There are many ways to help control diabetes including diet and medication. Uncontrolled diabetes can make you very sick. If you are diagnosed with diabetes, as well as seeing your oncologist (cancer doctor) you may also see an endocrinologist, who specialises in hormonal problems, and a dietitian.

Where can I find support?

Your doctor and healthcare team are the best people to speak to about your diet and nutritional needs. You may be referred to a cancer dietician that is connected to the cancer centre where you are being treated. The Dietitian's Association of Australia can also help you find an Accredited Practicing Dietitian who specialises in cancer care. They will also be able to advise you about any costs associated with seeing a dietitian. If you are referred by your GP (with a care plan) to a dietician, Medicare may cover some of the costs. If you have private health insurance some of the costs may be covered so check with the insurance company first. Some public hospitals have free outpatient clinics with dieticians, however there may be a long wait.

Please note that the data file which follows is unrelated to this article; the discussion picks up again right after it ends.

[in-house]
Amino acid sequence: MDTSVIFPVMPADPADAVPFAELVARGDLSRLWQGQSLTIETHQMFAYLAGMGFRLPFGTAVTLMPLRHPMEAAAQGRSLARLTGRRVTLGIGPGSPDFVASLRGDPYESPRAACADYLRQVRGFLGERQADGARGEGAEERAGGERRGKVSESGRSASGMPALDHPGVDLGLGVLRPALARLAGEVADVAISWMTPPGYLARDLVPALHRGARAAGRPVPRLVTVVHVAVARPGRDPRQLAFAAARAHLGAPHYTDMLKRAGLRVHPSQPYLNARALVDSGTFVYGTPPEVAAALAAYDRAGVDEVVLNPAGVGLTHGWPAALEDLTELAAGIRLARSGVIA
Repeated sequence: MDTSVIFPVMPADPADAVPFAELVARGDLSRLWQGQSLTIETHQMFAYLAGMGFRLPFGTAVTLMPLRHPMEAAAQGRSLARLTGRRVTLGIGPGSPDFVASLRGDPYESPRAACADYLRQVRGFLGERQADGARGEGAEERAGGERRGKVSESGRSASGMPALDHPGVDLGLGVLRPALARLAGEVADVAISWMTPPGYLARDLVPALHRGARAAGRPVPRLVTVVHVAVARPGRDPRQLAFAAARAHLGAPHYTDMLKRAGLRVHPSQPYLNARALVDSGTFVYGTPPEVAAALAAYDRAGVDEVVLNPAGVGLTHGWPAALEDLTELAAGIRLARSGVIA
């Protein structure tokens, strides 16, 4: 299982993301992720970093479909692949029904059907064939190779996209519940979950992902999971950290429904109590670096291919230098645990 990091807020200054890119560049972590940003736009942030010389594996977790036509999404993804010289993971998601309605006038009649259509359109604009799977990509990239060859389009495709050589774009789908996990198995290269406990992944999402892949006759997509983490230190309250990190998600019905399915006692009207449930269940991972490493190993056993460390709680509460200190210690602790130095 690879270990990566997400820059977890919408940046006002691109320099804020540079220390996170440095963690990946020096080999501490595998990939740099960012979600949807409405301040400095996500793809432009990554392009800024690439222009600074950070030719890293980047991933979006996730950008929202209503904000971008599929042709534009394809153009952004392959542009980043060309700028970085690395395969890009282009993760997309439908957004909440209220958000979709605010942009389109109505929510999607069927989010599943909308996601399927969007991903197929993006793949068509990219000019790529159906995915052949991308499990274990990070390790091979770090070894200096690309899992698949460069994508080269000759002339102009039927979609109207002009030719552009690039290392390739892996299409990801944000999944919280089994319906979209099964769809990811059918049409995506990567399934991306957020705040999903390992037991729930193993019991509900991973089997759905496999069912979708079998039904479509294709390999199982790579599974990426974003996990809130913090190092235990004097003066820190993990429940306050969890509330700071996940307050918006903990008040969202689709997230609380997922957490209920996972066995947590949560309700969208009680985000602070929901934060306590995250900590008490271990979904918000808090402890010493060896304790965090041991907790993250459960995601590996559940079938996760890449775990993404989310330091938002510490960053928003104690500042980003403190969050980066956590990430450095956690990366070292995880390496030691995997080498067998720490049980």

Dietitian vs Nutritionist

An Accredited Practising Dietitian is the only credential for dietitians recognised by Medicare and the Department of Veterans’ Affairs (DVA) and many private health insurers. A nutritionist has a tertiary qualification but has not completed the strict criteria to become an Accredited Practising Dietitian. 

Food Planning Ideas

  • Shop online and get groceries delivered
  • Buy pre-prepared meals
  • Buy staples that will last in the cupboard or freezer for a long time